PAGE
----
Grading prostate cancer

Grading describes how the cancer cells look compared to normal, healthy cells. Knowing the grade gives your healthcare team an idea of how quickly the cancer may be growing and how likely it is to spread. This helps them plan your treatment. The grade can also help the healthcare team predict future outcomes (your prognosis) and how the cancer might respond to treatment.

Gleason classification system

The Gleason classification system is most often used to grade prostate cancer. It is used for adenocarcinoma, which is the most common type of prostate cancer. The Gleason classification system looks at the differentiation of cancer cells and the pattern (arrangement) of the cancer cells in the prostate. Differentiation describes how different the cancer cells are.

Gleason patterns and grade

To find out the grade of prostate cancer, the pathologist looks at tissue samples from the prostate under a microscope.

There are 5 patterns of prostate cancer cells based on their differentiation. The lower the pattern number, the more cancer cells look, act and are arranged like normal cells. The pathologist will give a grade for each pattern of prostate cancer cells found in the biopsy. The grade of the cancer corresponds to the pattern number. Gleason patterns 1 and 2 look a lot like normal cells. Gleason pattern 5 looks very abnormal compared to normal cells. Gleason patterns 3 and 4 are somewhere in between. Most prostate cancers have a Gleason pattern of 3, 4 or 5.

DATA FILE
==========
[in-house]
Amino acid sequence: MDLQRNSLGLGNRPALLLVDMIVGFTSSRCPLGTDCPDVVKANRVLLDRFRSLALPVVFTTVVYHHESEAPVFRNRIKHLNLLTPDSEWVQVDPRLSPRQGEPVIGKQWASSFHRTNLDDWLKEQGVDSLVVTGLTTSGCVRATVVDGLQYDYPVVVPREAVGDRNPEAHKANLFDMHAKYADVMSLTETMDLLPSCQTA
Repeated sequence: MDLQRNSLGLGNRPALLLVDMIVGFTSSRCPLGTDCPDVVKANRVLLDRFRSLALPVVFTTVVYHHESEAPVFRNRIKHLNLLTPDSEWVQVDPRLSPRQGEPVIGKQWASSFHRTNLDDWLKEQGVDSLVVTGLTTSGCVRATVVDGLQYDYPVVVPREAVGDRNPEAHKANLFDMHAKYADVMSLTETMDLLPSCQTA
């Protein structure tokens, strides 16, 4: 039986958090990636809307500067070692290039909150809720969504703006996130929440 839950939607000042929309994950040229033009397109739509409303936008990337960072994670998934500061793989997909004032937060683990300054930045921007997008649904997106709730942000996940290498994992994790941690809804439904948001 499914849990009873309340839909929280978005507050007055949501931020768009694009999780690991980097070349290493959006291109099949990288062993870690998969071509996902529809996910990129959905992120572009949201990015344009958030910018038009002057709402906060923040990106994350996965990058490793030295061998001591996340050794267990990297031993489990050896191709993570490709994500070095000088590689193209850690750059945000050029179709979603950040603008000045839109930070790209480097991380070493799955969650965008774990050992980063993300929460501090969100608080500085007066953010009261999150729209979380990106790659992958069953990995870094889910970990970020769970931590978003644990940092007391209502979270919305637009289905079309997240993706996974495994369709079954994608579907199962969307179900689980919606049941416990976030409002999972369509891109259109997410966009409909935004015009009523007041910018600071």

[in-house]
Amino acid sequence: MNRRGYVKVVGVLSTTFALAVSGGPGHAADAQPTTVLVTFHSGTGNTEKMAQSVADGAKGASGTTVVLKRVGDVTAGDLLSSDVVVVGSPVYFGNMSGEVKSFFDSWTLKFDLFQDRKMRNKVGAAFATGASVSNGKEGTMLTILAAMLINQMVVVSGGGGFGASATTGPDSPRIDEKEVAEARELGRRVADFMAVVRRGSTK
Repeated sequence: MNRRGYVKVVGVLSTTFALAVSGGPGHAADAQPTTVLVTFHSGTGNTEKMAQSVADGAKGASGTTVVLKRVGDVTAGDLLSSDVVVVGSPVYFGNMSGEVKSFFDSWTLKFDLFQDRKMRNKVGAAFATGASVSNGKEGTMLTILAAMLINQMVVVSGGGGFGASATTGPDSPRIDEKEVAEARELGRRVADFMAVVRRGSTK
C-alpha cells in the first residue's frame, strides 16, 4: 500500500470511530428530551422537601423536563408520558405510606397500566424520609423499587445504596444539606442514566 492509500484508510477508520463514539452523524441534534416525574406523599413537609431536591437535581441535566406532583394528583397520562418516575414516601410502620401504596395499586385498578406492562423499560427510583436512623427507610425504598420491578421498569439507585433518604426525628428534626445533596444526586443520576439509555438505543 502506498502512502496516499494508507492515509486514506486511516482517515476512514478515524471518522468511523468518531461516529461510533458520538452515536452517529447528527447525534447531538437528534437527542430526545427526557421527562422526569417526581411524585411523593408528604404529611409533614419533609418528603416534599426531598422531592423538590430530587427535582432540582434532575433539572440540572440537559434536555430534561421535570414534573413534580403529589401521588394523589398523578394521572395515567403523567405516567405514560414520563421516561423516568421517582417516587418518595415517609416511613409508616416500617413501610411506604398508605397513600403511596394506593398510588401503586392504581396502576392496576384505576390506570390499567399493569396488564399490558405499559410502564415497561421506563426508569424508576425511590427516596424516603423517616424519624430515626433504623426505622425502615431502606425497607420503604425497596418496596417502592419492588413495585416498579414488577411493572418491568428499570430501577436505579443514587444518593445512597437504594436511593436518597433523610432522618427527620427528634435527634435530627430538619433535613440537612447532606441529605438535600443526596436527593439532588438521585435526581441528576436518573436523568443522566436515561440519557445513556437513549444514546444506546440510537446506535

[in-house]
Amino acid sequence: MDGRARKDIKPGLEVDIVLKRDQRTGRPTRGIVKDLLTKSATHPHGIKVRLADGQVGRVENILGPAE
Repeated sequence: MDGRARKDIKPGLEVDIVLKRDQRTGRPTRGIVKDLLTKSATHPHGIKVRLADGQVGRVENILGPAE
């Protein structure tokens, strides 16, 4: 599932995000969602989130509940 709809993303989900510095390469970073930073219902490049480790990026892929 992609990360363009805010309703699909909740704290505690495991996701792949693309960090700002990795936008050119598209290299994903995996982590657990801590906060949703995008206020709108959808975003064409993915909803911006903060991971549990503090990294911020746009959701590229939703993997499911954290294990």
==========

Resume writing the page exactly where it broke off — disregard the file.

Calculating the Gleason score

If the pathologist sees only 2 patterns of cancer cells, they will add the grades for each pattern together to get the total Gleason score. For example, if the pathologist gives the cancer cells in the most common pattern a grade of 3 and the cancer cells in the second most common pattern a grade of 4, the total Gleason score is 7. This is often written on the pathology report as 3 + 4 = 7 out of 10.

If there is a third pattern in the biopsy samples, the grade of the most common pattern of cancer cells is added to the pattern with the highest grade. This may be the second most common pattern or the least most common pattern. For example, if the pathologist gives the cancer cells in the most common pattern a grade of 3, the cancer cells in the second most common pattern a grade of 4, and another pattern of cancer cells a grade of 5, the total Gleason score is 8.

Grade group

To make the Gleason score easier to understand, doctors developed the Grade Group system. This gives a single score from 1 to 5 based on increasing Gleason scores. For example, Grade Group 1 corresponds to a Gleason score of 6 and Grade Group 5 corresponds to a Gleason score of 9 or 10.

Gleason score descriptions

The Gleason score and Grade Group are described in the following table.

Group grade

Gleason score

Description

1

6 or less The cancer is likely to grow and spread very slowly (called well differentiated or low grade).

2

3 + 4 = 7

The cancer is likely to grow and spread slowly (called moderately differentiated or intermediate grade).

3

4 + 3 = 7

The cancer is likely to grow and spread slowly (called moderately differentiated or intermediate grade). Grade Group 3 is more likely to grow and spread than Grade Group 2.

4

8

The cancer is likely to grow and spread quickly (called poorly differentiated or high grade).

5

9 or 10

The cancer is likely to grow and spread quickly (called poorly differentiated or high grade). Grade Group 5 is likely to grow and spread more quickly than Grade Group 4.

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